How the Future of Drone Technology is Already Here


(StatePoint) Since their first use in the mid-1800s in the form
of hot air balloons, unmanned aerial vehicles have been used for
security, photography, safety, and many other applications.
Today, drones have a significant impact on the way we do
business — from warfare reconnaissance and real estate
marketing, filmmaking and inventory tracking.

For example, General Motors uses drones to inspect its
facilities as a way to safely monitor inventory on its production
lots in two to three hours versus what might otherwise take eight
to 12 hours with an on-ground, manual inspection. These
inspections can also be performed without a complete shutdown
of the facilities and without the risk of hoisting personnel in the
air or onto the rails.

Additionally, on the military battlefield, drones are playing
increasingly pivotal roles in providing crucial real-time
intelligence and reconnaissance data that allow for tactical
advantages. Pre-mission mapping, target surveillance, and battle
damage assessment are just some of the benefits provided by
drones on the battlefield without additional risk to human

More industries are catching on to the technology’s potential
to speed up protocol, offer safer working conditions, and provide
fewer disruptions. To meet this rising demand, there are 865,505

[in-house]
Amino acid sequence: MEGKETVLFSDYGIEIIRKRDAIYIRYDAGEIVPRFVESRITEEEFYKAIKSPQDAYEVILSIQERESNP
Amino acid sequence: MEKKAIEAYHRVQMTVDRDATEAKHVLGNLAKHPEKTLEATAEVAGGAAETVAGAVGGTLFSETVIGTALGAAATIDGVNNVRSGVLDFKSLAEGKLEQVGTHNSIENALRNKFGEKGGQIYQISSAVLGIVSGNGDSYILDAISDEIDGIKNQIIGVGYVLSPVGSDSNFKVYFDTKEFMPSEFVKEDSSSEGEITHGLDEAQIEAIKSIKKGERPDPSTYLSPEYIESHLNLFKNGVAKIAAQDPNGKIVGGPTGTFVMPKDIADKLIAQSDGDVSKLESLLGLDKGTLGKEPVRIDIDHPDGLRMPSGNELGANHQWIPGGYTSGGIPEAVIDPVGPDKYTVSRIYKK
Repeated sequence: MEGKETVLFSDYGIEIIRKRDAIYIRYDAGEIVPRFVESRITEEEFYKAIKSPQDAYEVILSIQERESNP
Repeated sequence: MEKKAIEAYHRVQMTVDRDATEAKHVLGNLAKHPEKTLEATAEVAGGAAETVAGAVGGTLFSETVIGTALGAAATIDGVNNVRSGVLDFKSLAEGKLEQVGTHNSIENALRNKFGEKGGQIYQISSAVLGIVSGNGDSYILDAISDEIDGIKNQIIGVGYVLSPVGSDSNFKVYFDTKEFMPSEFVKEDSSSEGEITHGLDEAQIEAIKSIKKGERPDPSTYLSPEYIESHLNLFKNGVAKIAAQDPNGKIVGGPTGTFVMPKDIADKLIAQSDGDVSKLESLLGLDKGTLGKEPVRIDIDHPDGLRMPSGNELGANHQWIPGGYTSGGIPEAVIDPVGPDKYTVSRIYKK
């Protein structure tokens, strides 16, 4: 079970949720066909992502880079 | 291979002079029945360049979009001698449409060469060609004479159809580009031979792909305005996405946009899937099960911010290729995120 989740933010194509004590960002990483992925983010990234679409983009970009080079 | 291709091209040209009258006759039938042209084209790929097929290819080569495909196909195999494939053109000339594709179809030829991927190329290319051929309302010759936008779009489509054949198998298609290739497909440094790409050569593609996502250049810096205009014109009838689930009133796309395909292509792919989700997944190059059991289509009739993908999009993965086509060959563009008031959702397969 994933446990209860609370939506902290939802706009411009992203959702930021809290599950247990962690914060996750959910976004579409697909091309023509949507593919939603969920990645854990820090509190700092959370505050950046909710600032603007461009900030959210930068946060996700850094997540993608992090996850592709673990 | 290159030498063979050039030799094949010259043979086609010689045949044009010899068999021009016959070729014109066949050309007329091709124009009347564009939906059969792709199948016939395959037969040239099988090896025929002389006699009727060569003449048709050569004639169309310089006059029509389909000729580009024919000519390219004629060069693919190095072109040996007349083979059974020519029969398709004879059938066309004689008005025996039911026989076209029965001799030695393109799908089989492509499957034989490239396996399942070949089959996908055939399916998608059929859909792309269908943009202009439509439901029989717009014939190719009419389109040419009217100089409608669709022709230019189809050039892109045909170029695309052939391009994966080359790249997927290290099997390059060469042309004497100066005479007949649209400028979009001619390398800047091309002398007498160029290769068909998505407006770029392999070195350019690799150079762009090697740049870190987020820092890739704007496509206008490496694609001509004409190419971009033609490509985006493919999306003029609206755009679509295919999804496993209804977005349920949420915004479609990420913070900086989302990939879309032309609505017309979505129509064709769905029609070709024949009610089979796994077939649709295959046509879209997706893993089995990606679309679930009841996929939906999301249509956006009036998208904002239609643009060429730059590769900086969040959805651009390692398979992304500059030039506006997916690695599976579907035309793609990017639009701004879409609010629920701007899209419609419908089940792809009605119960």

drones registered in the United States and counting and 280,418
certified remote pilots, according to the Federal Aviation

“Given the many critical uses of drone technology, we are
working to ensure that drones offer speedier, more versatile,
uninterrupted footage that can be acquired using safer,
remotely operated technology,” says Jeff Thompson, CEO of
Red Cat Holdings, a leading provider of drone-based products,
services and solutions.

Thompson identifies one of the latest innovations in drone
technology as the ability to pilot a drone from virtually anywhere
in the world using only an internet connection via a mobile
phone in the vicinity of the drone. There are significant
efficiencies, ranging from reduced personnel and drastically
reduced inspection time, that arise from the ability to inspect
infrastructure, equipment, structures, land areas, and job sites
using only a drone and a pilot that are hundreds or even
thousands of miles apart.

Another innovation? The possibility of operating four drones
on a single controller to provide actionable footage immediately.
Red Cat Holdings’ four-drone “swarm” marks the first instance
of a fully operational multi-drone system coming to market. Red
Cat’s 4-Ship product allows control of up to four of Red Cat
subsidiary Teal’s Golden Eagle units, and an additional linked
controller facilitates the handoff of control from one pilot to
another. This new product offering potentially provides
continuous 360-degree surveillance of a target facilitated by a
single pilot in control of up to four drones. To learn more or
preorder, visit

From municipal traffic monitoring to personal recreational use,
drones are changing and improving lives. And, thanks to
advancements in their design, they are becoming better, faster
and more useful tools across a growing number of applications
and industries.